Buncombe County School Blinks in Pagan Inclusion Test

Buncombe County School Blinks in Pagan Inclusion Test January 5, 2012

On December 20th, I reported that a Pagan, Ginger Strivelli, was challenging her son’s school in Buncombe County, North Carolina on allowing the distribution of Bibles, claiming that the manner of distribution crossed the line into unconstitutional endorsement. Strivelli, and noted North Carolina Pagan activist Byron Ballard, decided they would test the supposedly open-door policy for the distribution of religious materials as asserted by principal Jackie Byerly of North Windy Ridge school.

“Jackie Byerly, principal at North Windy Ridge, defended the availability of the Bibles. She said they were not handed out, and students had the option to take them. She checked with Superintendent Tony Baldwin and was given permission to make them available. She said the Bibles arrived Monday morning from a local group of Gideons International, and the box containing the books was opened in the main office. Byerly said the students picked them up during their break time. “If another group wishes to do the same, I plan on handling that the same way as I have handled this,” she said.”

So, how did North Windy Ridge school do when presented with boxes of Pagan literature free for the taking? According to Ballard, their tune had suddenly changed when it came to non-Biblical text distribution.

Ginger Strivelli with her rejected Pagan books.

“We were there to deliver the materials that she was assured would be “made available” in the same way the Gideon material was, right before the winter break. No surprise to find that, in consultation with the system’s superintendent Dr. Baldwin, the principal Jackie Byerly and asst principal Danny Fusco couldn’t do that at all because the central office was reviewing its policy regarding religious materials in schools. They suggested that they would “hold onto” the books, in case the school system needed to review them for appropriate content, once the policy was vetted.”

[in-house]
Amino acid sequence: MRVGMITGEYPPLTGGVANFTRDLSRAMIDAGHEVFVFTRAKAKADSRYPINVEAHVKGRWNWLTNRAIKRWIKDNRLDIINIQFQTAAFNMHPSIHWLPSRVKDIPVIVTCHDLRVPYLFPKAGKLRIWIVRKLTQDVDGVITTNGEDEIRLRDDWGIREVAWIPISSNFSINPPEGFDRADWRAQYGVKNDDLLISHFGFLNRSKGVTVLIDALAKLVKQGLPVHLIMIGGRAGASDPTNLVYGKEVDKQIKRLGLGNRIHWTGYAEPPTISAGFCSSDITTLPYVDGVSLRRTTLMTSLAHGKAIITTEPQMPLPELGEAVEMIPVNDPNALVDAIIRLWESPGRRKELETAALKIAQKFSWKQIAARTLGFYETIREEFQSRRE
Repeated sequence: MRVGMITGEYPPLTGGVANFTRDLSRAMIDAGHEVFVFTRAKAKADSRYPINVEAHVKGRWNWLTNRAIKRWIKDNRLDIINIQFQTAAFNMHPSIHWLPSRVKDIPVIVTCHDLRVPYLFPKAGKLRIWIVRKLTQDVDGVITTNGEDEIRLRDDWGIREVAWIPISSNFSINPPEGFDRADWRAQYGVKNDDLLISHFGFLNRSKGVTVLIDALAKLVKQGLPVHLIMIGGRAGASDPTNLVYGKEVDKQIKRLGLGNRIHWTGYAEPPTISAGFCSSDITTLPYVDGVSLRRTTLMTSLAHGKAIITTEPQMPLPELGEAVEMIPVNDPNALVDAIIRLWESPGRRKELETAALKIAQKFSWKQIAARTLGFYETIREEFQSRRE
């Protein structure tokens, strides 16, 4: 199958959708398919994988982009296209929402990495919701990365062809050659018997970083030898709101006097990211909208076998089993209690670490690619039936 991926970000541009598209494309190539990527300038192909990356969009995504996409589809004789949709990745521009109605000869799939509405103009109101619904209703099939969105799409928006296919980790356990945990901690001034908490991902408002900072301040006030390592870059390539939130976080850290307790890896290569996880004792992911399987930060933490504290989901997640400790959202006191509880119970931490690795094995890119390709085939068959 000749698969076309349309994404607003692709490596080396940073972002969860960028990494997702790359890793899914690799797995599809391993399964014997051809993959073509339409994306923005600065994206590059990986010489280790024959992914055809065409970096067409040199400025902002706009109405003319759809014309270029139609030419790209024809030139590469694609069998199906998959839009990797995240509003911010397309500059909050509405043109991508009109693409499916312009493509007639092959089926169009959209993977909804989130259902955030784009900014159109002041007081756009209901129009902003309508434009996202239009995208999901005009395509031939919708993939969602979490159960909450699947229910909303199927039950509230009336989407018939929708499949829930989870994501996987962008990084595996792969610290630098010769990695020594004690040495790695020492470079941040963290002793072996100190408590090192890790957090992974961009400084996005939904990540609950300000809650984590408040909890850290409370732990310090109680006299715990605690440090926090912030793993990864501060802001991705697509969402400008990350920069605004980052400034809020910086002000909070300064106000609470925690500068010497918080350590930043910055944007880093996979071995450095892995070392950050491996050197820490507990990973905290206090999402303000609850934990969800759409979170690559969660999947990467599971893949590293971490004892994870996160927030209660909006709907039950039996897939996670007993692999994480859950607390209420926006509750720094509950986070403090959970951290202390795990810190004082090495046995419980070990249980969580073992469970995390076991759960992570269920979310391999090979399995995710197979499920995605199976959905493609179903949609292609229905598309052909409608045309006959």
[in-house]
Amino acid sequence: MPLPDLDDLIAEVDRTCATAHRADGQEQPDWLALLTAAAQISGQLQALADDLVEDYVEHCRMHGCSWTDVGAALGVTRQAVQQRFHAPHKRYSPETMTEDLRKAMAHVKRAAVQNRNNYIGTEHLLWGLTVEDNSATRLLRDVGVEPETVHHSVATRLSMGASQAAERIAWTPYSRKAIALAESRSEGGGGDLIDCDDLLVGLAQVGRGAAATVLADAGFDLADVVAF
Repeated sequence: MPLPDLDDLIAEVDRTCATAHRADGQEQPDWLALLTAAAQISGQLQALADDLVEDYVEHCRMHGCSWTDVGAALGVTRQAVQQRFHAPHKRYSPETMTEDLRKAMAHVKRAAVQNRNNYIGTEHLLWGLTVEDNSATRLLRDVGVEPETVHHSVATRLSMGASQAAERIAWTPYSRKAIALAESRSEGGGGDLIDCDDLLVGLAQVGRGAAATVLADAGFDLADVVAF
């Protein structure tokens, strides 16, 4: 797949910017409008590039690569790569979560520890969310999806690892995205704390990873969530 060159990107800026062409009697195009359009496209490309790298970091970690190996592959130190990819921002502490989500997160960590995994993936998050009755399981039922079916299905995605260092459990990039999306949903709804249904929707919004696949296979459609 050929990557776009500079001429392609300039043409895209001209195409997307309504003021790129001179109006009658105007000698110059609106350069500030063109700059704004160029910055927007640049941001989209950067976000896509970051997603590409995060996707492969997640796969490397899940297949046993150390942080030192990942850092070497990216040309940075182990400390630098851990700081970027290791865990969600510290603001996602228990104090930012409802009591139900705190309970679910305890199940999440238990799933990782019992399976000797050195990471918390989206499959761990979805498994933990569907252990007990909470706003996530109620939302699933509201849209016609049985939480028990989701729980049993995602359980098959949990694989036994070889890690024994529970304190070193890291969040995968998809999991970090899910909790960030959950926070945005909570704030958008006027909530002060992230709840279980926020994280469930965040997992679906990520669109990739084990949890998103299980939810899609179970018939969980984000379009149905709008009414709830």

Local news outlets are now reporting on the sudden change of heart, with the Asheville Citizen Times getting Jan Blunt, spokeswoman for Buncombe County Schools, to entertain the idea that perhaps their method of distributing Bibles in a public school wasn’t altogether legal after all.

“This whole thing has raised an issue of were we in compliance with any laws or were we not,” Blunt said. “There’s a lot of gray area. Perhaps we were in the wrong, and that’s why we’re going to review.”

Blunt also noted that a group in New York offered to send them 500 Qurans, and that feedback on their policy has been “mixed.” As for Ginger Strivelli and Byron Ballard, they are vowing to continue fighting and see this through till the end.

“The Earth religions community is frankly tired of dealing with this every few years. As long as any child in a public school system is bullied, coerced or ostracized for the spiritual path of their family and themselves, the situation is not fixed and the school environment is not safe. There will be more media, more “good Christian” people threatening violence, more bullying and “othering” before this is settled. But settled it will be. Of this you can be certain.”

Again and again it seem like certain Christian activists love the idea of inserting religion into the public sphere until it’s made plain that other, competing, ideas will be allowed as well. Then, the value of secularism suddenly reveals itself, at least until the law, or the demographics, change enough to allow them complete religious hegemony.  Pagans (and other minority religions) it seems, are either being invoked to test the resolve of supposedly “open” programs of religious activities that receive governmental funding, or used to prove how open a program is to avoid litigation. As non-Christian practices and beliefs become more and more common, I think we’ll start to see some realignment on the question of religion in public school or local government, until then, local Pagans continue to fight for true equal treatment and inclusion.

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